Washington and Taipei to begin negotiations later this year in bid to create ‘economically meaningful’ agreements.
The United States and Taiwan have agreed to start formal trade negotiations, in a move aimed at building support for Taiwan and ensuring supply chain resilience amid growing hostility from China.
The US trade representative announced the two sides had “reached consensus on the negotiating mandate” for the US-Taiwan Initiative on 21st-Century Trade, which was unveiled in June. It said they wanted to reach agreements with “economically meaningful outcomes”.
The agenda for the formal talks covers issues including trade facilitation, agriculture, anti-corruption, and removing discriminatory barriers to trade. It was expected that the first round of talks will take place in the next few months.
It did not mention the possibility of a broad free trade deal, which is something Taiwan has been pressing for.
On Thursday afternoon a spokesman for China’s ministry of foreign affairs called on the US to “refrain from signing agreements” with Taiwan. The spokesman, Wang Wenbin, reiterated his government’s claims that Taiwan is a province of China and its wish that no other countries have formal interactions with it in a way which has “sovereign connotations”. Taiwan functions domestically as an independent country, with its own democratic government, military and currency, but internationally is only recognised as such by 14 other governments.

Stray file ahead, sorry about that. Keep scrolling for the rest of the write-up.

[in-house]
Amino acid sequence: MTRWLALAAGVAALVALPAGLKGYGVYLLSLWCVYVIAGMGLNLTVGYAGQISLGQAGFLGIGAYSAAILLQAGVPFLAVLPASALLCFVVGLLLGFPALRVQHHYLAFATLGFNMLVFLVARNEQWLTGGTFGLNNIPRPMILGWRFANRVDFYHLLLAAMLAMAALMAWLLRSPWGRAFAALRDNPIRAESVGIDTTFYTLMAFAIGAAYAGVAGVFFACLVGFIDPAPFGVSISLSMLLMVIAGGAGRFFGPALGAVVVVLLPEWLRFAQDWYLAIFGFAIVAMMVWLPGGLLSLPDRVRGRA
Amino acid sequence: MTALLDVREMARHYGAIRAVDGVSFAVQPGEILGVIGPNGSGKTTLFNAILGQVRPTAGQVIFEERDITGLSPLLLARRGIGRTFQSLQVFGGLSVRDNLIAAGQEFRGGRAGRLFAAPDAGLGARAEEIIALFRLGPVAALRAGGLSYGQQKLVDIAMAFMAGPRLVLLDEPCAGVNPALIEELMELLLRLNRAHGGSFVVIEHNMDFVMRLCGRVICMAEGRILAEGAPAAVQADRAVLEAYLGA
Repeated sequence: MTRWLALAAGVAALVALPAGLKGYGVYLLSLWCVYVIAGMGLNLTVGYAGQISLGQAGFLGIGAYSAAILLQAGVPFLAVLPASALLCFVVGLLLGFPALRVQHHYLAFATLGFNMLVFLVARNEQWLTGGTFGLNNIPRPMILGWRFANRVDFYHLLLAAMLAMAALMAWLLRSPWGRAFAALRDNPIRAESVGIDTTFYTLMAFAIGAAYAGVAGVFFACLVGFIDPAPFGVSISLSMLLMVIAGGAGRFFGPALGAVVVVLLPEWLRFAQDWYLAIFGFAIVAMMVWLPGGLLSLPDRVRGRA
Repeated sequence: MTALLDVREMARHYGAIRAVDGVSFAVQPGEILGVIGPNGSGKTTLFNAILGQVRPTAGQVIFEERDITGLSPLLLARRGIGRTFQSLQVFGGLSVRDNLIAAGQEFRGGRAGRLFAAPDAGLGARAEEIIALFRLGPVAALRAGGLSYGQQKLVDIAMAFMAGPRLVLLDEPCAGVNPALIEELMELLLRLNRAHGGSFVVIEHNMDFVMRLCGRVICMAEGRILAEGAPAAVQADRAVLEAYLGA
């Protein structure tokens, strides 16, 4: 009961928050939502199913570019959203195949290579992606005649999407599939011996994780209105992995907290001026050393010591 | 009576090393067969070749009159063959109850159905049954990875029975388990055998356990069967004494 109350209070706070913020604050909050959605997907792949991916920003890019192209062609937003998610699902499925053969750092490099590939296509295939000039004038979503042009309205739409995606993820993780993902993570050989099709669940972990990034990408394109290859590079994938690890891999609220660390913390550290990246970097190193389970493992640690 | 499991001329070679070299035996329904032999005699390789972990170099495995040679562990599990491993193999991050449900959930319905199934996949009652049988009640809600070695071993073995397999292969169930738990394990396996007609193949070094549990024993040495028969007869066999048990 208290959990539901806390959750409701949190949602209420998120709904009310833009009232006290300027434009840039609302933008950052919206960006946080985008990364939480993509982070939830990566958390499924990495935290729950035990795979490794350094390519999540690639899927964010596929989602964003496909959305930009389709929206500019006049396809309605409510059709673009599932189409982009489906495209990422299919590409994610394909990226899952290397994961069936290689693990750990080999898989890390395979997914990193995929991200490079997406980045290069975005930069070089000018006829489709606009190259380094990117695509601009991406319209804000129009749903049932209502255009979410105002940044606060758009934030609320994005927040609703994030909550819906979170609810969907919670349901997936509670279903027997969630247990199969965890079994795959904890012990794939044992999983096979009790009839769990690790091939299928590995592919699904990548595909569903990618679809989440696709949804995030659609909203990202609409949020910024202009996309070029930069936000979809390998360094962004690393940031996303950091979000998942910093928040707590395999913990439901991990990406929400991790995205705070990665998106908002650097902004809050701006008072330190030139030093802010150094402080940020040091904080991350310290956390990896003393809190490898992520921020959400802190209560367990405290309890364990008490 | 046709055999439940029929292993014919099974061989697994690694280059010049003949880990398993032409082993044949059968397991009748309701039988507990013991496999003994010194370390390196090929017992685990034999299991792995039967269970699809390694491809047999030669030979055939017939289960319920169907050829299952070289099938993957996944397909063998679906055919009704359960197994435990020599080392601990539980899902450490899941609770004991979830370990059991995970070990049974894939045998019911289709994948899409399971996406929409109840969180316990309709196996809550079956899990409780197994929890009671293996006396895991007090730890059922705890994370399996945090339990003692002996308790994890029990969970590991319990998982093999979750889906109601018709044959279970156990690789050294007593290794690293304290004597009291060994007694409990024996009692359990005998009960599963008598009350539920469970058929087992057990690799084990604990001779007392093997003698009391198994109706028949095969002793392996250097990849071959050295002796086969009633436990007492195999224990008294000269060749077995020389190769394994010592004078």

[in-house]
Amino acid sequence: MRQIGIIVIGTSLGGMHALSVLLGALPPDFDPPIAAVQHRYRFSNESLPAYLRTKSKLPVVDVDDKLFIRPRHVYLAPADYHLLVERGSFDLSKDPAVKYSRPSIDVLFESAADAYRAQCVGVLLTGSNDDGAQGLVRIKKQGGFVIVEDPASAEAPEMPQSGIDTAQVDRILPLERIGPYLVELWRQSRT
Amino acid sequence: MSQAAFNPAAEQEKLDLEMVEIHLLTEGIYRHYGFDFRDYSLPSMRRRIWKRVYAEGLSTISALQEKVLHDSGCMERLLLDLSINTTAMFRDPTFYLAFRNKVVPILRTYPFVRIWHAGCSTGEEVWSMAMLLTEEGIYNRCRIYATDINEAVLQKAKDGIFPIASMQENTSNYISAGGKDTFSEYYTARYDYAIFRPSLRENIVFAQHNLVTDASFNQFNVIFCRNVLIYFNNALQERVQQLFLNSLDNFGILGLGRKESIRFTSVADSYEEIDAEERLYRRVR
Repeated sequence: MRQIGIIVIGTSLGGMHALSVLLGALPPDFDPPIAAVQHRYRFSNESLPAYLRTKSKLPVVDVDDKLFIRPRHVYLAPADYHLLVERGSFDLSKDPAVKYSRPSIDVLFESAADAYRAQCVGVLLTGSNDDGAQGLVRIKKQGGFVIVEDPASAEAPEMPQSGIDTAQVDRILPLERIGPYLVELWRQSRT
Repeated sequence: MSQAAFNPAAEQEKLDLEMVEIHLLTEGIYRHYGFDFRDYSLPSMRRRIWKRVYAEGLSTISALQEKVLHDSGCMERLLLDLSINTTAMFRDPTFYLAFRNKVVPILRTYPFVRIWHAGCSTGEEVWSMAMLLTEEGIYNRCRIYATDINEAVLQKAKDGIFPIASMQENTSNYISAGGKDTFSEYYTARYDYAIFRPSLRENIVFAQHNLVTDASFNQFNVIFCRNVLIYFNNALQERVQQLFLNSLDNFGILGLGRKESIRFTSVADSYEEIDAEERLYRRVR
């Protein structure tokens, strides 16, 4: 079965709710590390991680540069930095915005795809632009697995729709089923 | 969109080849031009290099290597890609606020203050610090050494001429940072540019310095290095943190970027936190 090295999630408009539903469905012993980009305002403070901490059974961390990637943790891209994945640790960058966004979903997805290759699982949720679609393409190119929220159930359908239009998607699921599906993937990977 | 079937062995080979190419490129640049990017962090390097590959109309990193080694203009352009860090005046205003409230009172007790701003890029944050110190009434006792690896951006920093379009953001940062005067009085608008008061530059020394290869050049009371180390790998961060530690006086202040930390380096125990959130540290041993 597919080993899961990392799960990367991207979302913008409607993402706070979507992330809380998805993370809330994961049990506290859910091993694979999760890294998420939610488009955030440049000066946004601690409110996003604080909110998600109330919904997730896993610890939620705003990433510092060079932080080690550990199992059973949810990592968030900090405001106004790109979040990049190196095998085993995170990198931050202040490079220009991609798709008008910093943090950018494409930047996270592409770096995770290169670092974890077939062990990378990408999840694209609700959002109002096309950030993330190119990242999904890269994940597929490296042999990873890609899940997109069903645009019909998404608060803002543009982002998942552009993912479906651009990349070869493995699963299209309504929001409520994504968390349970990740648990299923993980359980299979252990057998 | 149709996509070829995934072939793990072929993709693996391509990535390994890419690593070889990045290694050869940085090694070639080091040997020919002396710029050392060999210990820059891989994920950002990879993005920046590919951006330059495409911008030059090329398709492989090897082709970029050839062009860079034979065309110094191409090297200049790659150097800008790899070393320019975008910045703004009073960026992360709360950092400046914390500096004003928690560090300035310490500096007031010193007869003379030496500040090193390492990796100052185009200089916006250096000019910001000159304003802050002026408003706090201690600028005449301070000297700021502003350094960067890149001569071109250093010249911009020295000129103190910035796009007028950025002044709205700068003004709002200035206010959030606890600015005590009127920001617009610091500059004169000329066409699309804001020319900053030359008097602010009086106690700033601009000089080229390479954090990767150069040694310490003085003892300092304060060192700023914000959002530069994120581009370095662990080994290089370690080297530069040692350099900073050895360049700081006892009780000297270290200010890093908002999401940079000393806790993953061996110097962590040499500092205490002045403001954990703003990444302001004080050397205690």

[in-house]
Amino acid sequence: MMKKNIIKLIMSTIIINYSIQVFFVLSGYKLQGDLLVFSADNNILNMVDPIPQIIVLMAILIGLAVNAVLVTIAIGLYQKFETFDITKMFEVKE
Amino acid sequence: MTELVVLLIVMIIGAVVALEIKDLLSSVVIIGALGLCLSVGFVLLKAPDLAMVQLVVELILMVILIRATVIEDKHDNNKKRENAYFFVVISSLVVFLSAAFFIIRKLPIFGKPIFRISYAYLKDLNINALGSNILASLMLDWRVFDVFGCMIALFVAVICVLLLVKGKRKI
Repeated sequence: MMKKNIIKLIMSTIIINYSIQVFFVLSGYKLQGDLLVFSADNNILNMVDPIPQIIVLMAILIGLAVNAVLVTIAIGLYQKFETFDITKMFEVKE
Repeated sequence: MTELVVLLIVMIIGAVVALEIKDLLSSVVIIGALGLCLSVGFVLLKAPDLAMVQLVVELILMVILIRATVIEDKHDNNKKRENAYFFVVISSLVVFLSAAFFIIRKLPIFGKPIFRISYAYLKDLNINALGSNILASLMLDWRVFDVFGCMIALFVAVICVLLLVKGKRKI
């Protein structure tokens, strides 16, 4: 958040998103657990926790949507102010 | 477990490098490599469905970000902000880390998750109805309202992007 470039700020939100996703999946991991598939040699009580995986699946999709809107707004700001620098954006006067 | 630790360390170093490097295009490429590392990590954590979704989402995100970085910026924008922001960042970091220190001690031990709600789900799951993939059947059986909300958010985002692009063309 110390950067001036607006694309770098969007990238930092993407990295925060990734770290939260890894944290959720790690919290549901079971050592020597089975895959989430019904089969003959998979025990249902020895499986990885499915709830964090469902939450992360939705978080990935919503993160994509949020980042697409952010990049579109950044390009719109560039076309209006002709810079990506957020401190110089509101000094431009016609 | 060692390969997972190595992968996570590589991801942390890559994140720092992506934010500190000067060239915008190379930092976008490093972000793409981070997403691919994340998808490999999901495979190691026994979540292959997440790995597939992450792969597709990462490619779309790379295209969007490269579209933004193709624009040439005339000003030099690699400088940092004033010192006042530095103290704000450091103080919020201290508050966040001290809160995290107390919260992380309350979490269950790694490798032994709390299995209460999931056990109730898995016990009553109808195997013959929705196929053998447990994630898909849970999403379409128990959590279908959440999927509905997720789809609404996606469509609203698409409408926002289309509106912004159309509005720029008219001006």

Taiwan produces most of the world’s highest-tech semiconductors, used in electronics from toys and phones to cars. Citing the product as an example, Kritenbrink said Taiwan had an “increasingly central role in the global economy” and peace and stability across the strait was “crucial”.
Beijing has recently begun to claim the strait as its own sovereign waters, and warned the US not to conduct its freedom of navigation transits through the passage. On Tuesday China’s ambassador to the US, Qin Gang, said such operations would be viewed by Beijing as “escalatory” and supportive of what Beijing terms a “separatist” movement in Taiwan.
Kritenbrink said the freedom of navigation trips were routine, longstanding, and would continue.
“The US will continue to fly, sail and operate anywhere that international law allows,” he said.
“It would be deeply destabilising and irresponsible of the PRC (People’s Republic of China) if it were to try and take steps designed to control or restrict the ability of the US or others to transit the strait or … to threaten the ability of shipping and commerce to transit the strait.”